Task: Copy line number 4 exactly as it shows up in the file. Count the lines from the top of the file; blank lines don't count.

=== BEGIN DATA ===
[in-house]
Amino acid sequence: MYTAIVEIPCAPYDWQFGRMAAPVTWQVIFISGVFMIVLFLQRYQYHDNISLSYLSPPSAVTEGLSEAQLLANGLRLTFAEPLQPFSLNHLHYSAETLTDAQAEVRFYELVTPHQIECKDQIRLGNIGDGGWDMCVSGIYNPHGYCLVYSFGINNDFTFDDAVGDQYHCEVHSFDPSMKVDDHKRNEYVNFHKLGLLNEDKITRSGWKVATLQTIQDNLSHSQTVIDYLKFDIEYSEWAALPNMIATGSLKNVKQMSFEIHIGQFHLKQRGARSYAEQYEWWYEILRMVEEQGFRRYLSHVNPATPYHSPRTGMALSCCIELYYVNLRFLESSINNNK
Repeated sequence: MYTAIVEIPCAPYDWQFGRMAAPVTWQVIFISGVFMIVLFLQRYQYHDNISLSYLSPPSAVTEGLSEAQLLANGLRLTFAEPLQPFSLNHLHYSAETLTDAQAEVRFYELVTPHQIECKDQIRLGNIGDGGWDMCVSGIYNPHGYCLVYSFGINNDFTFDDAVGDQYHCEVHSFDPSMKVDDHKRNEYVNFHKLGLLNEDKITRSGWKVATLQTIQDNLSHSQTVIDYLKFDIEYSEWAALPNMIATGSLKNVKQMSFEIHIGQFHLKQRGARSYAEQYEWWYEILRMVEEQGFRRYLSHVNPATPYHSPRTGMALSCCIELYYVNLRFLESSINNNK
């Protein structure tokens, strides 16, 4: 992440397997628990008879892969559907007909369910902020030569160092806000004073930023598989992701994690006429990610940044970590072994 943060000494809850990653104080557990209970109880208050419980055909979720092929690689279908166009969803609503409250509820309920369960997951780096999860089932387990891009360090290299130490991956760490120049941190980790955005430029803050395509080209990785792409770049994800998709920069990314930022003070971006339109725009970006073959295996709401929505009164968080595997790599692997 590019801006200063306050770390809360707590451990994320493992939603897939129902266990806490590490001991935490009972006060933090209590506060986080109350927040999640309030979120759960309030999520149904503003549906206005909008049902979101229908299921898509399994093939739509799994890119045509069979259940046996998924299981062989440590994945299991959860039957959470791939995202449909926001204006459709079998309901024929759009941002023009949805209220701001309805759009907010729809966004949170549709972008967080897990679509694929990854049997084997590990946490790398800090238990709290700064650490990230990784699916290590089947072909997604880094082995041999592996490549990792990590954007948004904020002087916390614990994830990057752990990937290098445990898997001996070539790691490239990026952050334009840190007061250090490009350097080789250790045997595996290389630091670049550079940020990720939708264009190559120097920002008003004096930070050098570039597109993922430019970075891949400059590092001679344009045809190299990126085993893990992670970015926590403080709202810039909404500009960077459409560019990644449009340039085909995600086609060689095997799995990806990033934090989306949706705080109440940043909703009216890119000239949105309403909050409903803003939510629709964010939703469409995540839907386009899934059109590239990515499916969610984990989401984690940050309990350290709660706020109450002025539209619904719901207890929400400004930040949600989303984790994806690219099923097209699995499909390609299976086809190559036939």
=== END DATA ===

């Protein structure tokens, strides 16, 4: 992440397997628990008879892969559907007909369910902020030569160092806000004073930023598989992701994690006429990610940044970590072994 943060000494809850990653104080557990209970109880208050419980055909979720092929690689279908166009969803609503409250509820309920369960997951780096999860089932387990891009360090290299130490991956760490120049941190980790955005430029803050395509080209990785792409770049994800998709920069990314930022003070971006339109725009970006073959295996709401929505009164968080595997790599692997 590019801006200063306050770390809360707590451990994320493992939603897939129902266990806490590490001991935490009972006060933090209590506060986080109350927040999640309030979120759960309030999520149904503003549906206005909008049902979101229908299921898509399994093939739509799994890119045509069979259940046996998924299981062989440590994945299991959860039957959470791939995202449909926001204006459709079998309901024929759009941002023009949805209220701001309805759009907010729809966004949170549709972008967080897990679509694929990854049997084997590990946490790398800090238990709290700064650490990230990784699916290590089947072909997604880094082995041999592996490549990792990590954007948004904020002087916390614990994830990057752990990937290098445990898997001996070539790691490239990026952050334009840190007061250090490009350097080789250790045997595996290389630091670049550079940020990720939708264009190559120097920002008003004096930070050098570039597109993922430019970075891949400059590092001679344009045809190299990126085993893990992670970015926590403080709202810039909404500009960077459409560019990644449009340039085909995600086609060689095997799995990806990033934090989306949706705080109440940043909703009216890119000239949105309403909050409903803003939510629709964010939703469409995540839907386009899934059109590239990515499916969610984990989401984690940050309990350290709660706020109450002025539209619904719901207890929400400004930040949600989303984790994806690219099923097209699995499909390609299976086809190559036939």